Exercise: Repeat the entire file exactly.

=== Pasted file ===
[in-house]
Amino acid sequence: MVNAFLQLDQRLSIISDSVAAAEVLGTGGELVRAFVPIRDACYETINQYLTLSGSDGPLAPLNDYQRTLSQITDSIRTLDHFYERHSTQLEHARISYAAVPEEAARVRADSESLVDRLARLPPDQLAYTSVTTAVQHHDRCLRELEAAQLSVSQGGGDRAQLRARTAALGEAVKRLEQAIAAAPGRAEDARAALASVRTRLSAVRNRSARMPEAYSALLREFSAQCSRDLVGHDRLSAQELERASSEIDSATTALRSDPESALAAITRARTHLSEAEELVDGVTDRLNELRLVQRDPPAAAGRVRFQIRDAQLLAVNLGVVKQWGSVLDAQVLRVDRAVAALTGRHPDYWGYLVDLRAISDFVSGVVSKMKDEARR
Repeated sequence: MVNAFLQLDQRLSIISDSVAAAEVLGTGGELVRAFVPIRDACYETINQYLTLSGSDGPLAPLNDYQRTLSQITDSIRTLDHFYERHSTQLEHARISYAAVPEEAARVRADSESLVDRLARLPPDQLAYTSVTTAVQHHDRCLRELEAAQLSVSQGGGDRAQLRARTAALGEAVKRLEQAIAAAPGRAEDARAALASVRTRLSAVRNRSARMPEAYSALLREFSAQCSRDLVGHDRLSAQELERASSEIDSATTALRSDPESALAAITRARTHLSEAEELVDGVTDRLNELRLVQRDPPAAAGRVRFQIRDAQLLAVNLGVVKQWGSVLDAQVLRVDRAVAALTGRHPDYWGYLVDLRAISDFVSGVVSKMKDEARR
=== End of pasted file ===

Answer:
[in-house]
Amino acid sequence: MVNAFLQLDQRLSIISDSVAAAEVLGTGGELVRAFVPIRDACYETINQYLTLSGSDGPLAPLNDYQRTLSQITDSIRTLDHFYERHSTQLEHARISYAAVPEEAARVRADSESLVDRLARLPPDQLAYTSVTTAVQHHDRCLRELEAAQLSVSQGGGDRAQLRARTAALGEAVKRLEQAIAAAPGRAEDARAALASVRTRLSAVRNRSARMPEAYSALLREFSAQCSRDLVGHDRLSAQELERASSEIDSATTALRSDPESALAAITRARTHLSEAEELVDGVTDRLNELRLVQRDPPAAAGRVRFQIRDAQLLAVNLGVVKQWGSVLDAQVLRVDRAVAALTGRHPDYWGYLVDLRAISDFVSGVVSKMKDEARR
Repeated sequence: MVNAFLQLDQRLSIISDSVAAAEVLGTGGELVRAFVPIRDACYETINQYLTLSGSDGPLAPLNDYQRTLSQITDSIRTLDHFYERHSTQLEHARISYAAVPEEAARVRADSESLVDRLARLPPDQLAYTSVTTAVQHHDRCLRELEAAQLSVSQGGGDRAQLRARTAALGEAVKRLEQAIAAAPGRAEDARAALASVRTRLSAVRNRSARMPEAYSALLREFSAQCSRDLVGHDRLSAQELERASSEIDSATTALRSDPESALAAITRARTHLSEAEELVDGVTDRLNELRLVQRDPPAAAGRVRFQIRDAQLLAVNLGVVKQWGSVLDAQVLRVDRAVAALTGRHPDYWGYLVDLRAISDFVSGVVSKMKDEARR